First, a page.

The Road Ahead

We live in an area that has begun to use Green
Bins for household waste. Our regular garbage
is picked up every other week and the only
weekly garbage collection is our green plastic
bins, to be filled with leftover food products
and other organic waste.

When the program first started, I was sure
we could never change our ways, but before
long, depositing bones and leftover food in
the bin became automatic.

Why am I telling you this? Because using the
computer will also become easy for you the
more you try. Sure, the learning curve is
steeper than remembering which container
to use for which type of garbage, but the
idea is the same. Every time you perform a
function or solve a problem on your computer,
it will be easier than the time before.

This week, I read a book written by Bill Gates
in 1996 titled 'The Road Ahead'. Gates said,
"Computers frighten almost everyone
(everyone but children), before they learn to
use them. When people spend more time with
computers, they understand them better.
You can start by playing computer games or
doing other simple things. Once you start
using them, I think you'll like them."

With the Internet, we can keep in touch with
old friends and make new ones; have virtual
experiences of flying an airplane, driving a
car, even dissecting a toad. Pilots and doctors
practice their work without worrying about
accidents. Every school can have a wonderful
library thanks to the Internet.

Gates saw then how much our world would
change because of computers. Banking and
shopping online, distance learning, the ability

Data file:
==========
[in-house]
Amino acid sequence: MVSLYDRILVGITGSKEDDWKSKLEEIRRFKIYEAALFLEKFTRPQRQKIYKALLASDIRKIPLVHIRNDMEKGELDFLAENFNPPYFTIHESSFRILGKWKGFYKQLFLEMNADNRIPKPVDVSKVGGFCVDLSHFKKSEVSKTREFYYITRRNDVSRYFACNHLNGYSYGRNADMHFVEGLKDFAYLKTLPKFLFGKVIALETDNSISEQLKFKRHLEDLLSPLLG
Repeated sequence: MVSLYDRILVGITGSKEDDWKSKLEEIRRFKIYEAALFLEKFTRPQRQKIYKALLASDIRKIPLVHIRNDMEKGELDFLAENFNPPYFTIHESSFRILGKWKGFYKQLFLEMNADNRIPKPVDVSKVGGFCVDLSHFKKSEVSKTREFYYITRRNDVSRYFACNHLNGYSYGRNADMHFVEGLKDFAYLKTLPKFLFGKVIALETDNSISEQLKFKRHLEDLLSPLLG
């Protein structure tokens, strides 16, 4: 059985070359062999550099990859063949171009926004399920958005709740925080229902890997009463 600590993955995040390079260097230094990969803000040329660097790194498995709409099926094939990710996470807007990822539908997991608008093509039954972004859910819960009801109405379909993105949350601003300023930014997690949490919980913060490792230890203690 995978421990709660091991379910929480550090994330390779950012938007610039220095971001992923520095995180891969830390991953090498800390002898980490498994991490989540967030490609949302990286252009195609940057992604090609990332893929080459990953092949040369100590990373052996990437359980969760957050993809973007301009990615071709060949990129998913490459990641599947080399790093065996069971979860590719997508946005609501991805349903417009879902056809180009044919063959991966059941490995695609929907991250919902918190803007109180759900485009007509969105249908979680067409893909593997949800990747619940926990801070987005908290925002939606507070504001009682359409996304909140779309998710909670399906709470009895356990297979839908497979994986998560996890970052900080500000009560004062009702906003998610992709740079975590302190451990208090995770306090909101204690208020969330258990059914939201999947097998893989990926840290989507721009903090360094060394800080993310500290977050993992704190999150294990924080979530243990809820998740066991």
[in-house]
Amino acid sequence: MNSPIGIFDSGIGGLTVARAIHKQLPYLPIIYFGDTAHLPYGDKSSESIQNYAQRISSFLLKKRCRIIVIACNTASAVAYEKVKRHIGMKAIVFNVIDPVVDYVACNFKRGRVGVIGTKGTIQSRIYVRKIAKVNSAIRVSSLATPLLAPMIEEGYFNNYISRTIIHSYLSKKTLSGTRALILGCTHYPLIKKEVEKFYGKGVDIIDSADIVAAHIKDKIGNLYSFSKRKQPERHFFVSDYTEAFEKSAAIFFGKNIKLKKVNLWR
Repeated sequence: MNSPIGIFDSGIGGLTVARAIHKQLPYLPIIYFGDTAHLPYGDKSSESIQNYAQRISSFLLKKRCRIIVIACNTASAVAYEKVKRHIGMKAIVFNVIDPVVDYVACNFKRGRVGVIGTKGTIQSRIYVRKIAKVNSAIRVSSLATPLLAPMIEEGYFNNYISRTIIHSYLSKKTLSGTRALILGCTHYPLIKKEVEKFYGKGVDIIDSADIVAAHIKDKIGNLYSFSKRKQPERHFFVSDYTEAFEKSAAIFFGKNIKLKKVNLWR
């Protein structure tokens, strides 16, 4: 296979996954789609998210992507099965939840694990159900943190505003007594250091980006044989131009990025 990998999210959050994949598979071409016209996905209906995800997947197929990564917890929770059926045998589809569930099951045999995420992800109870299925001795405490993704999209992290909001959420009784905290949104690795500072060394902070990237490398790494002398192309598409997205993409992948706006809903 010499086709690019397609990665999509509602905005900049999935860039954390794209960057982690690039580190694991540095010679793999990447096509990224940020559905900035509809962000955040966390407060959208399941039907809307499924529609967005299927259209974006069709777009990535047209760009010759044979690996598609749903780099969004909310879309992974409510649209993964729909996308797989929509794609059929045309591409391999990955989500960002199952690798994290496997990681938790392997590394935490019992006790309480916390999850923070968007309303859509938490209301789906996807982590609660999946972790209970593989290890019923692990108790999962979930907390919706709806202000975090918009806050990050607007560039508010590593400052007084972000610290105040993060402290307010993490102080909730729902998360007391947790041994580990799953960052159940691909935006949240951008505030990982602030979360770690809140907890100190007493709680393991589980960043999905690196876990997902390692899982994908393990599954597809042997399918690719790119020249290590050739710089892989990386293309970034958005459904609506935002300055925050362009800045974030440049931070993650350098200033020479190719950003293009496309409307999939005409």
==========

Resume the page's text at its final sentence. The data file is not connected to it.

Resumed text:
to telecommute and work from home - all of
these grew as software became better and
more powerful.

Gates talked about his own futuristic house.
Anyone in the house wore an electronic pin that
told the house who and where you were. When
it got dark, the pin would turn on lights nearby
and turn them off when you went away. Music
would play near you and the phone ring nearby
only if the call was for you. A home control
console activated choices of lighting, music,
and temperature. That was in 1996, so who
knows what his home is like now!

The book ended with a cartoon showing a mutt
using a computer and saying "On the Internet,
nobody know's you're a dog." How true - on
the Internet, we are all on equal ground.

When in my 40's, the university library where I worked was computerized. The thought of using those machines at my age was so intimidating that I moved to another department. I transferred back a year later, determined to learn.

To my surprise, computers were easier to use than I imagined, and so enjoyable that I went back to school full-time.

(c) Carol Bremner 2003
cabremner@creativehomecomputing.com
project s - hints - products
www.creativehomecomputing.com

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